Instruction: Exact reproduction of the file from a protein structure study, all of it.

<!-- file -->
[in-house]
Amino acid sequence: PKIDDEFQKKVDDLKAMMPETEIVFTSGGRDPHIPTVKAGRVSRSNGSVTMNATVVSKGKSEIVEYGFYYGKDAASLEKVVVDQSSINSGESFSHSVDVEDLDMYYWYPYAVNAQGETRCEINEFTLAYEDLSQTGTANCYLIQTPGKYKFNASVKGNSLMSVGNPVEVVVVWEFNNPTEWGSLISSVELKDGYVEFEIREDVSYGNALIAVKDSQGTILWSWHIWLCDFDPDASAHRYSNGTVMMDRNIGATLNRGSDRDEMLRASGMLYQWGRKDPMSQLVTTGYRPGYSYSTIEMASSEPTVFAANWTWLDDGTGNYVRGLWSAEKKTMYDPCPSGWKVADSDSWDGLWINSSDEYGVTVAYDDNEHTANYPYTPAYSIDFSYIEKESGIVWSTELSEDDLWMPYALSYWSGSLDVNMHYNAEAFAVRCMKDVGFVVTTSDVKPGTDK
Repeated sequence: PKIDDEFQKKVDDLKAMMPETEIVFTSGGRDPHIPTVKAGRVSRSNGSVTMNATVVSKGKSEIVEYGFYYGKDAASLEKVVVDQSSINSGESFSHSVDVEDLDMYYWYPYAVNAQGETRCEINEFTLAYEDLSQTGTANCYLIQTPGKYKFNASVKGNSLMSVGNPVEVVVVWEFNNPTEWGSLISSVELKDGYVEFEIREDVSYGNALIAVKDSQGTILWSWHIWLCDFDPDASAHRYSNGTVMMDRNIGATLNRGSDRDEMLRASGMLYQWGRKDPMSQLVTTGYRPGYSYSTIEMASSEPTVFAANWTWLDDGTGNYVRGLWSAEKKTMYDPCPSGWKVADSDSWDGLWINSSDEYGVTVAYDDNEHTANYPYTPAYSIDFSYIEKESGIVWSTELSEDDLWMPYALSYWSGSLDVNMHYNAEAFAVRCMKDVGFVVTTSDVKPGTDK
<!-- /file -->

[in-house]
Amino acid sequence: PKIDDEFQKKVDDLKAMMPETEIVFTSGGRDPHIPTVKAGRVSRSNGSVTMNATVVSKGKSEIVEYGFYYGKDAASLEKVVVDQSSINSGESFSHSVDVEDLDMYYWYPYAVNAQGETRCEINEFTLAYEDLSQTGTANCYLIQTPGKYKFNASVKGNSLMSVGNPVEVVVVWEFNNPTEWGSLISSVELKDGYVEFEIREDVSYGNALIAVKDSQGTILWSWHIWLCDFDPDASAHRYSNGTVMMDRNIGATLNRGSDRDEMLRASGMLYQWGRKDPMSQLVTTGYRPGYSYSTIEMASSEPTVFAANWTWLDDGTGNYVRGLWSAEKKTMYDPCPSGWKVADSDSWDGLWINSSDEYGVTVAYDDNEHTANYPYTPAYSIDFSYIEKESGIVWSTELSEDDLWMPYALSYWSGSLDVNMHYNAEAFAVRCMKDVGFVVTTSDVKPGTDK
Repeated sequence: PKIDDEFQKKVDDLKAMMPETEIVFTSGGRDPHIPTVKAGRVSRSNGSVTMNATVVSKGKSEIVEYGFYYGKDAASLEKVVVDQSSINSGESFSHSVDVEDLDMYYWYPYAVNAQGETRCEINEFTLAYEDLSQTGTANCYLIQTPGKYKFNASVKGNSLMSVGNPVEVVVVWEFNNPTEWGSLISSVELKDGYVEFEIREDVSYGNALIAVKDSQGTILWSWHIWLCDFDPDASAHRYSNGTVMMDRNIGATLNRGSDRDEMLRASGMLYQWGRKDPMSQLVTTGYRPGYSYSTIEMASSEPTVFAANWTWLDDGTGNYVRGLWSAEKKTMYDPCPSGWKVADSDSWDGLWINSSDEYGVTVAYDDNEHTANYPYTPAYSIDFSYIEKESGIVWSTELSEDDLWMPYALSYWSGSLDVNMHYNAEAFAVRCMKDVGFVVTTSDVKPGTDK